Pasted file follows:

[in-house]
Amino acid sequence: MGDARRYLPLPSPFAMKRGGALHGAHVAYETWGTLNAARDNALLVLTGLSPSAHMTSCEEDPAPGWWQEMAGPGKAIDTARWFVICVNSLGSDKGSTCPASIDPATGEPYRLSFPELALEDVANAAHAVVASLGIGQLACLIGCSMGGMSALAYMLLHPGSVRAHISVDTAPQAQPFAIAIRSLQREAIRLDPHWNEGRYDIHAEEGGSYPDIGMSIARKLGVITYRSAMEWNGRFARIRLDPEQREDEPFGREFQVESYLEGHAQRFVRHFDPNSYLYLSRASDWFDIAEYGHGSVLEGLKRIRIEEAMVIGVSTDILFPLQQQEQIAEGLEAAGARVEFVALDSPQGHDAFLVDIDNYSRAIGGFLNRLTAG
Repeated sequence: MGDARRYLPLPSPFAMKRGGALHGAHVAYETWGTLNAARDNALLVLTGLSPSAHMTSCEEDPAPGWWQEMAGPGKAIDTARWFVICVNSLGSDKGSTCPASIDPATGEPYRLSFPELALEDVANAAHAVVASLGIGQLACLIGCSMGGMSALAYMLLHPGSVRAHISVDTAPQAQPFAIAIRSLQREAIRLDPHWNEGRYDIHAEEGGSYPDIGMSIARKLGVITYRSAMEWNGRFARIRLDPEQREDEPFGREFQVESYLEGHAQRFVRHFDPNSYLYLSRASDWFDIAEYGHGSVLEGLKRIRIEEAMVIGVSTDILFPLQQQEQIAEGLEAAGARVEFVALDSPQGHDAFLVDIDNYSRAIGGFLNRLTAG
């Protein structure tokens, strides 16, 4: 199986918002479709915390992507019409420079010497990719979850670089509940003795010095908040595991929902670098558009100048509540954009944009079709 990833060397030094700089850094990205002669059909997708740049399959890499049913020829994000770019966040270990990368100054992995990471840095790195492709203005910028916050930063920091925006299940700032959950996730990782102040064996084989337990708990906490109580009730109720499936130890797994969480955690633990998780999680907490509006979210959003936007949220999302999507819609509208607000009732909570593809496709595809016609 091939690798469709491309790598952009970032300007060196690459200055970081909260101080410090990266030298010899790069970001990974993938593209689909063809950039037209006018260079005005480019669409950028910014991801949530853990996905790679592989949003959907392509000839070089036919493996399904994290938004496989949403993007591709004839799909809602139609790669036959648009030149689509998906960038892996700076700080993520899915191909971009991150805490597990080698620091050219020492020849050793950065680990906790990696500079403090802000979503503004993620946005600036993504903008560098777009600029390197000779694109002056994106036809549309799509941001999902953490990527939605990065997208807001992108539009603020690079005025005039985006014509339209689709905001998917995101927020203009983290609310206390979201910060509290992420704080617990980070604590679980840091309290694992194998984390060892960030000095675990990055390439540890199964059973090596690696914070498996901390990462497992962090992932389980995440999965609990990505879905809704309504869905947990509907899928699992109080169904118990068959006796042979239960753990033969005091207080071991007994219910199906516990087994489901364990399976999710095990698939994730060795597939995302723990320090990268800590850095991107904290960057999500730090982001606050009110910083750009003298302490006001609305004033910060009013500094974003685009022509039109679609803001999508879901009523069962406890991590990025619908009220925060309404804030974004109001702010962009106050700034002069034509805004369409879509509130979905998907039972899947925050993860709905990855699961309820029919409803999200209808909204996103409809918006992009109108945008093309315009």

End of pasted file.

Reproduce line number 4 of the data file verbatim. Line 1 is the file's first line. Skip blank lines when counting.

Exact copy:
């Protein structure tokens, strides 16, 4: 199986918002479709915390992507019409420079010497990719979850670089509940003795010095908040595991929902670098558009100048509540954009944009079709 990833060397030094700089850094990205002669059909997708740049399959890499049913020829994000770019966040270990990368100054992995990471840095790195492709203005910028916050930063920091925006299940700032959950996730990782102040064996084989337990708990906490109580009730109720499936130890797994969480955690633990998780999680907490509006979210959003936007949220999302999507819609509208607000009732909570593809496709595809016609 091939690798469709491309790598952009970032300007060196690459200055970081909260101080410090990266030298010899790069970001990974993938593209689909063809950039037209006018260079005005480019669409950028910014991801949530853990996905790679592989949003959907392509000839070089036919493996399904994290938004496989949403993007591709004839799909809602139609790669036959648009030149689509998906960038892996700076700080993520899915191909971009991150805490597990080698620091050219020492020849050793950065680990906790990696500079403090802000979503503004993620946005600036993504903008560098777009600029390197000779694109002056994106036809549309799509941001999902953490990527939605990065997208807001992108539009603020690079005025005039985006014509339209689709905001998917995101927020203009983290609310206390979201910060509290992420704080617990980070604590679980840091309290694992194998984390060892960030000095675990990055390439540890199964059973090596690696914070498996901390990462497992962090992932389980995440999965609990990505879905809704309504869905947990509907899928699992109080169904118990068959006796042979239960753990033969005091207080071991007994219910199906516990087994489901364990399976999710095990698939994730060795597939995302723990320090990268800590850095991107904290960057999500730090982001606050009110910083750009003298302490006001609305004033910060009013500094974003685009022509039109679609803001999508879901009523069962406890991590990025619908009220925060309404804030974004109001702010962009106050700034002069034509805004369409879509509130979905998907039972899947925050993860709905990855699961309820029919409803999200209808909204996103409809918006992009109108945008093309315009």